Bally Sports is reportedly going bankrupt, so how will Twins fans be able to watch games on TV?

Josh Hill
Kansas City Royals v Minnesota Twins
Kansas City Royals v Minnesota Twins / David Berding/GettyImages
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Minnesota Twins fans might have to adjust how they catch games on television next season and beyond.

A report this week indicated that Sinclair is going bankrupt, which means the future of Bally Sports North is uncertain. BSN has been the television broadcast home of Minnesota Twins games since 2019 when Fox Sports regional networks were sold as part of Disney offloading properties it acquired in a merger with 20th Century Fox.

That’s why Fox Sports North rebranded to Bally Sports North, but it initially seemed to be a change in name only. All of the familiar faces from the FSN days ported over to BSN, with Dick Bremer calling games in the booth and folks like Marney Gellner doing exactly what she was doing before as well. Even the studio inside of LaSalle Plaza also stayed in the same place, but just rebranded along with everything else.

But then things changed. Sinclair stopped negotiating with television providers and raised prices through the roof for streamers like YouTube TV, Fubo, and others. This meant fans who cut the chord couldn’t watch Twins games — or Wolves or Wild games — on BSN unless it was on satellite. Sinclair launched an app to try and combat this but it cost $20 a month and was a complete disaster from the start.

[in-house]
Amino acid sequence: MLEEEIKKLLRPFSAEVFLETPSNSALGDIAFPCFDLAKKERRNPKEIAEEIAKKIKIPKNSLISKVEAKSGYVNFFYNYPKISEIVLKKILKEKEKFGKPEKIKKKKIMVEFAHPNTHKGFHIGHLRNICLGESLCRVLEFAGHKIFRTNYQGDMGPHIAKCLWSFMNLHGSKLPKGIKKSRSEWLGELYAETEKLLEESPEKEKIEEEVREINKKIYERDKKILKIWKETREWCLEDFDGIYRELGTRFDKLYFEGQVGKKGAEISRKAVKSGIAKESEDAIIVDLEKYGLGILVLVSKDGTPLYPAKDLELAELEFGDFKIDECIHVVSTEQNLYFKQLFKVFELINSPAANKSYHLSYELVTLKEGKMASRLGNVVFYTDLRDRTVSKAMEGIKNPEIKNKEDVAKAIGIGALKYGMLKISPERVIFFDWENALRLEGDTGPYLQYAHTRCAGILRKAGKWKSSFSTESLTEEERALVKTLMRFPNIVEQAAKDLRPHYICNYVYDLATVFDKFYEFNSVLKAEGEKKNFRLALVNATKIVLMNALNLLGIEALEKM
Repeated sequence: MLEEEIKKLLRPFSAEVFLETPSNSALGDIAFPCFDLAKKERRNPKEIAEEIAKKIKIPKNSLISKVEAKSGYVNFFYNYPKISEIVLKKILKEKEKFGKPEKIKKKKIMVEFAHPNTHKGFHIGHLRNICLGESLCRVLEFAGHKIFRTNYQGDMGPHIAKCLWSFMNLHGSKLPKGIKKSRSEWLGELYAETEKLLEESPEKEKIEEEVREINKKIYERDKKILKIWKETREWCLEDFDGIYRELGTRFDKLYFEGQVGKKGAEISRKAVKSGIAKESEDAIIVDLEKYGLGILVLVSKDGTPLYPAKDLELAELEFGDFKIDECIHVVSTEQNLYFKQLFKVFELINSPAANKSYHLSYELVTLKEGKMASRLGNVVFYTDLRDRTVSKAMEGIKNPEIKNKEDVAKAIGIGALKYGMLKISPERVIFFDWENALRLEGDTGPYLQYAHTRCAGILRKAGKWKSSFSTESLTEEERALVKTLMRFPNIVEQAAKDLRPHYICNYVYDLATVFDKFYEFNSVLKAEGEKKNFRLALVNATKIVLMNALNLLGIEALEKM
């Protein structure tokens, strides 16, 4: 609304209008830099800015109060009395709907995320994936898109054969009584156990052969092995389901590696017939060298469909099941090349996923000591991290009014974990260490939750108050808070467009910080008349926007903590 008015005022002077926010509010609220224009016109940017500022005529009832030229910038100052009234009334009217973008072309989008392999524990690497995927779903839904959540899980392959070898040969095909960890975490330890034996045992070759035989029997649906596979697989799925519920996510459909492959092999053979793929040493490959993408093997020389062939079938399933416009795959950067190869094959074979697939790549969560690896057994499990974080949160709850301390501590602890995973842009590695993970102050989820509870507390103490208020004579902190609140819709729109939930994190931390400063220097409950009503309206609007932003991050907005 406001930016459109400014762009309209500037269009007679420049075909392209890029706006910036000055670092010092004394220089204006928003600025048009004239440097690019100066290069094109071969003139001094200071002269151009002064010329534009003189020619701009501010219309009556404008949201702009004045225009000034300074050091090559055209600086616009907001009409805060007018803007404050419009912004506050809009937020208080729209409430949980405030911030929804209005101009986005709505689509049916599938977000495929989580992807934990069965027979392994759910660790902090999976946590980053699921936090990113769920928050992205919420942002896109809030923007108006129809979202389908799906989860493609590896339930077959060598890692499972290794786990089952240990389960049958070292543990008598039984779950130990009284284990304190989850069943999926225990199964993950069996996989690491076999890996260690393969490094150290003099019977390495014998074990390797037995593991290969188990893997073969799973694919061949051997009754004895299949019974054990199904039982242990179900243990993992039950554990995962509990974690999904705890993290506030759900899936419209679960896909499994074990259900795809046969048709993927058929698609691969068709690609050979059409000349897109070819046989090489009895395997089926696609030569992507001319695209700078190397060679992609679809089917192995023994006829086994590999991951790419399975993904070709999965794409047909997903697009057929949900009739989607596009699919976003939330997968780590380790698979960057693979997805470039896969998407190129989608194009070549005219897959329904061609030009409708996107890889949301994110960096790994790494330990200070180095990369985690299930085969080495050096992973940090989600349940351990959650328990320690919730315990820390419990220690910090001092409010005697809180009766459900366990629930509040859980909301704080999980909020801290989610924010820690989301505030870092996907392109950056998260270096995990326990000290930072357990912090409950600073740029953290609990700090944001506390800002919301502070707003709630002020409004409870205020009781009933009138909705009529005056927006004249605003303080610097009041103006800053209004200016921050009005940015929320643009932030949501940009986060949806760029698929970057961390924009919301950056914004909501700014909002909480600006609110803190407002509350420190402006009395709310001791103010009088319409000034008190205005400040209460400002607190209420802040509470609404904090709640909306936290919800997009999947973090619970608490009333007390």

Go figure that they’re going bankrupt.

With Sinclair going under, and Bally Sports likely going away as a result, the question becomes where will Twins fans be able to watch games?

How to watch Minnesota Twins TV broadcast if Bally Sports North goes bankrupt?

It’s worth pointing out that there’s coprapte levels to this, which are boring and dry but important to sorting this mess out. Sinclair purchased the Fox Sports regional sports networks in 2019, which are owned by Diamond Sports Group LLC.

So if we’re being technical, BSN isn’t going bankrupt rather its parent company is. BSN is just a property owned by Diamond Sports Group LLC, which is part of Sinclair’s portfolio. And to be perfectly clear, everyone outside of the Twins are in trouble here are in danger.

Gross. But now the good stuff.

The knee-jerk was hilarious gloom-and-doom.

It’s easy to chuckle at that, since we all remember what it was like to watch the Minnesota State Hockey Tournament on KSTP digital channels, but it’s only funny until you realize it highlights how uncertain the future looks.

What happens next largely depends on what Diamond Sports Group LLC does. The most likely scenario, and the most ideal for Twins fans, is that DSG ends its contracts and reverts broadcast rights back to the teams. This would mean the Twins could create their own broadcast network, not unlike what the Chicago Cubs did with Marquee or the New York Yankees did with YES.

Such a scenario would mean the team directly negotiates deals with cable providers in Minnesota, which would likely mean a return to almost every package available to viewers in the state. It could also mean the launching of a streaming service that provides Twins games, which again is in the mold of Marquee in Chicago.

Fans outside of Twins Territory have the easiest fix, as MLB.tv is still an option to catch games.

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